"In a lot of ways, the Sawtooths and White Clouds saved my life," he said. "I did my best to escape into the mountains, and the Sawtooths were the finest mountains I found.

"When I go there and find a nice spot with a view or flowers or whatever, I’m able to slow down, breathe and slow my pace a little bit. There’s a magic quality to that. These places make me want to be better than I am."

When life was difficult, Cannady said he dabbled in detrimental avenues of escape. The backcountry, beginning with an extended excursion to Alaska, helped to change that.

Following his graduation from high school in Parma, Idaho, Cannady went to work in the Alaskan bush. For extended periods of time over the course of two years, he had very little contact with people.

"I had a lot of time to look inside. I was well on my way to feeling sorry for myself," he said.

The time in the bush turned his focus around. He looked inside for the strength he needed to become a better man. "That’s what spending that time in the bush did for me. I was the answer to my problems."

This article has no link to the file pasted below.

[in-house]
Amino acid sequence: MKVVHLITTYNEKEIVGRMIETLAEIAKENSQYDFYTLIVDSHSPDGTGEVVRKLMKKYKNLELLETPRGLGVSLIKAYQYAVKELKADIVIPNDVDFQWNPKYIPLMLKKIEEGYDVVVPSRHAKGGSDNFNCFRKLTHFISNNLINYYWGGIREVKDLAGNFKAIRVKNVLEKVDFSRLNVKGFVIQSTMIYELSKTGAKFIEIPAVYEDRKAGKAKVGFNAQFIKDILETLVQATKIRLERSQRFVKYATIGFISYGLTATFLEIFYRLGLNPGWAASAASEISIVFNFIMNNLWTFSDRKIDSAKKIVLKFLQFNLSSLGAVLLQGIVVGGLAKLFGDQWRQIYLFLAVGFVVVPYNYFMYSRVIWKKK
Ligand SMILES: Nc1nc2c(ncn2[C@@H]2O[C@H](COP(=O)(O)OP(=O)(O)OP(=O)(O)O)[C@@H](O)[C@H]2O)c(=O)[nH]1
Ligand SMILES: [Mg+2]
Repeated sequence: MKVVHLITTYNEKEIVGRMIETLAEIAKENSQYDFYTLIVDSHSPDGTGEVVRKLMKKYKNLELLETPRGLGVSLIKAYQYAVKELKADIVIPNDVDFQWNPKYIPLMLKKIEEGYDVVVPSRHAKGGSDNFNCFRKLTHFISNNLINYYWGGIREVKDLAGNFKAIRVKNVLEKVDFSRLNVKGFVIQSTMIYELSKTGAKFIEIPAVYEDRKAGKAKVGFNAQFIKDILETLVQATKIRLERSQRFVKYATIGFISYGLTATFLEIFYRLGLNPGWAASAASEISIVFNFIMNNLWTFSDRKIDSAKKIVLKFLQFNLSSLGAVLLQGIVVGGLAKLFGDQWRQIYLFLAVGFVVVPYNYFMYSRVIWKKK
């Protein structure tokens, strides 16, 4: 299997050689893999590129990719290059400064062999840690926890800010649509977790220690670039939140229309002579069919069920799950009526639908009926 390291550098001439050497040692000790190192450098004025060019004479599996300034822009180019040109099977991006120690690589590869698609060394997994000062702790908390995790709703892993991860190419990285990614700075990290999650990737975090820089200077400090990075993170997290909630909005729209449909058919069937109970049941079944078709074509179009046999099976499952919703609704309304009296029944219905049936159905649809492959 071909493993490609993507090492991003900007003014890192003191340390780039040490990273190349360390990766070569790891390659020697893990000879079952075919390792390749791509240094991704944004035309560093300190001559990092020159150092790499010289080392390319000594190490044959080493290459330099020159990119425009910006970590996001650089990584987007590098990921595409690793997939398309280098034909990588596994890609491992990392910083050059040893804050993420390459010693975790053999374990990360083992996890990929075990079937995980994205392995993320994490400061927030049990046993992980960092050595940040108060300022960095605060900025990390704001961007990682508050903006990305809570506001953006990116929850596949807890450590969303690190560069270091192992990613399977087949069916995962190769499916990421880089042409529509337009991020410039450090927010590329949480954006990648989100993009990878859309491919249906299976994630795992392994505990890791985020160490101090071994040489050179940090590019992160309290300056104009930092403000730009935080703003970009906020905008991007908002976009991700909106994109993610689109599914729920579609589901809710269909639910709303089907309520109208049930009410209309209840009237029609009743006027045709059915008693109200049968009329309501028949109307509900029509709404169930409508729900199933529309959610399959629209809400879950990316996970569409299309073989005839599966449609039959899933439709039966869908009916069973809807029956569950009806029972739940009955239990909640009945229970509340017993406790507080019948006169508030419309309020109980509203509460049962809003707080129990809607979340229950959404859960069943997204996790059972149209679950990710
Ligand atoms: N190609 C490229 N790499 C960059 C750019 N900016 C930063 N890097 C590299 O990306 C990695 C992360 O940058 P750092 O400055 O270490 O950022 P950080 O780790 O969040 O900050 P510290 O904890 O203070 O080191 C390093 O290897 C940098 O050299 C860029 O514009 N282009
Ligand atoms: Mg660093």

Though he lived until his sophomore year in high school in Okahamoa, Cannady discovered the mountains at an early age. "My earliest memories, really, were getting any book I could get my hands on with pictures of mountains."

In 1971, he was 14 years old, and he was driving through the Northwest with his father. That’s when he saw the Sawtooth Valley for the first time. It was June, and the wildflowers were blooming. He recalled that they were purple and blue and swept the valley floor in a giant turquoise mat.